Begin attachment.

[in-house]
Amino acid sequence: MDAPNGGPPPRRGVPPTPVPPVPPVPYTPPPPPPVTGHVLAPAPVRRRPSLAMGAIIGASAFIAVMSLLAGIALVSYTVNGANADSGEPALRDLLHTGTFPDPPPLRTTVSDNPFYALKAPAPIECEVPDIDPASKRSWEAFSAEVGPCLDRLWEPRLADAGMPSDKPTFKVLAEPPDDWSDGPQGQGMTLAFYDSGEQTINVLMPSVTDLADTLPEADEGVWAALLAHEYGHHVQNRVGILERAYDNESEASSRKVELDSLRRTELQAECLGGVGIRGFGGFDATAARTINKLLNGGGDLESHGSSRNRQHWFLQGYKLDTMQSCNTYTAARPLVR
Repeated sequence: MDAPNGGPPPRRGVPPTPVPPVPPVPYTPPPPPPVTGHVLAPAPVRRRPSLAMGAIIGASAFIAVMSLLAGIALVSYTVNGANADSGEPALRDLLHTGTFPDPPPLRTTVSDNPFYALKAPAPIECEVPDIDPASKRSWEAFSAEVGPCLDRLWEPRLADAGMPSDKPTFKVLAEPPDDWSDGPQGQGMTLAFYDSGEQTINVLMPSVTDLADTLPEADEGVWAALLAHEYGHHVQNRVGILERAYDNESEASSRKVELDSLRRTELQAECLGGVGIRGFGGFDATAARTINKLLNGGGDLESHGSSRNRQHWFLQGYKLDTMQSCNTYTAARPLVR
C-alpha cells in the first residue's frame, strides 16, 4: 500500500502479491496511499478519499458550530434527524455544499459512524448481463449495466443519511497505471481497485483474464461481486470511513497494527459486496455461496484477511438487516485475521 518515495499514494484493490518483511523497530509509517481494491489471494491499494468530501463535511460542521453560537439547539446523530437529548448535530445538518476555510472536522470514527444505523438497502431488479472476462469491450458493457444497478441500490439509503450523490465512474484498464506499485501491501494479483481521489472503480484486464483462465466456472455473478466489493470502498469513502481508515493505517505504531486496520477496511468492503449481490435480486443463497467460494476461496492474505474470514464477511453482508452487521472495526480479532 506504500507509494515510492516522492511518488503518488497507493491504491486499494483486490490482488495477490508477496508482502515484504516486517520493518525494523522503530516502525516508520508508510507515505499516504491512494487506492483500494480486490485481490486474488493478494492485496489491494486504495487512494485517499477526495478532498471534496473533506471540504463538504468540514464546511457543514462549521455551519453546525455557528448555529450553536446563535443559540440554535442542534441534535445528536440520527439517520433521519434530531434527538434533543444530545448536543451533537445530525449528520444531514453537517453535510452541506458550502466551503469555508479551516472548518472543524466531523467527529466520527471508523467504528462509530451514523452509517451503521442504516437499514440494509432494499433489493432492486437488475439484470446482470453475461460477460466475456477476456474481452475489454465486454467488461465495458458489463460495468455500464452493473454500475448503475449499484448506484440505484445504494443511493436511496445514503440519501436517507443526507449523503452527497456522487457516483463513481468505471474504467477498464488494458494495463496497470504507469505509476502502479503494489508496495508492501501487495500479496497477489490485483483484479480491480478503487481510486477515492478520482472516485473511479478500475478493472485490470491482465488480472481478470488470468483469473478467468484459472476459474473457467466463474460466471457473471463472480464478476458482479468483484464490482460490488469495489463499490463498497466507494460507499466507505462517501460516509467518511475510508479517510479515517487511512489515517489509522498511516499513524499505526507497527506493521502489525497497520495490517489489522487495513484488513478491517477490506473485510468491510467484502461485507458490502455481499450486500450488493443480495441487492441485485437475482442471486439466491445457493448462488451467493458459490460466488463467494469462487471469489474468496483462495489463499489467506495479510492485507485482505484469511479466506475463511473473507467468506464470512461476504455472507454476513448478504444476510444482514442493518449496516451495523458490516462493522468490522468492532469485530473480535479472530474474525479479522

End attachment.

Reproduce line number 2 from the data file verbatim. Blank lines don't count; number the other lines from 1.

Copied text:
Amino acid sequence: MDAPNGGPPPRRGVPPTPVPPVPPVPYTPPPPPPVTGHVLAPAPVRRRPSLAMGAIIGASAFIAVMSLLAGIALVSYTVNGANADSGEPALRDLLHTGTFPDPPPLRTTVSDNPFYALKAPAPIECEVPDIDPASKRSWEAFSAEVGPCLDRLWEPRLADAGMPSDKPTFKVLAEPPDDWSDGPQGQGMTLAFYDSGEQTINVLMPSVTDLADTLPEADEGVWAALLAHEYGHHVQNRVGILERAYDNESEASSRKVELDSLRRTELQAECLGGVGIRGFGGFDATAARTINKLLNGGGDLESHGSSRNRQHWFLQGYKLDTMQSCNTYTAARPLVR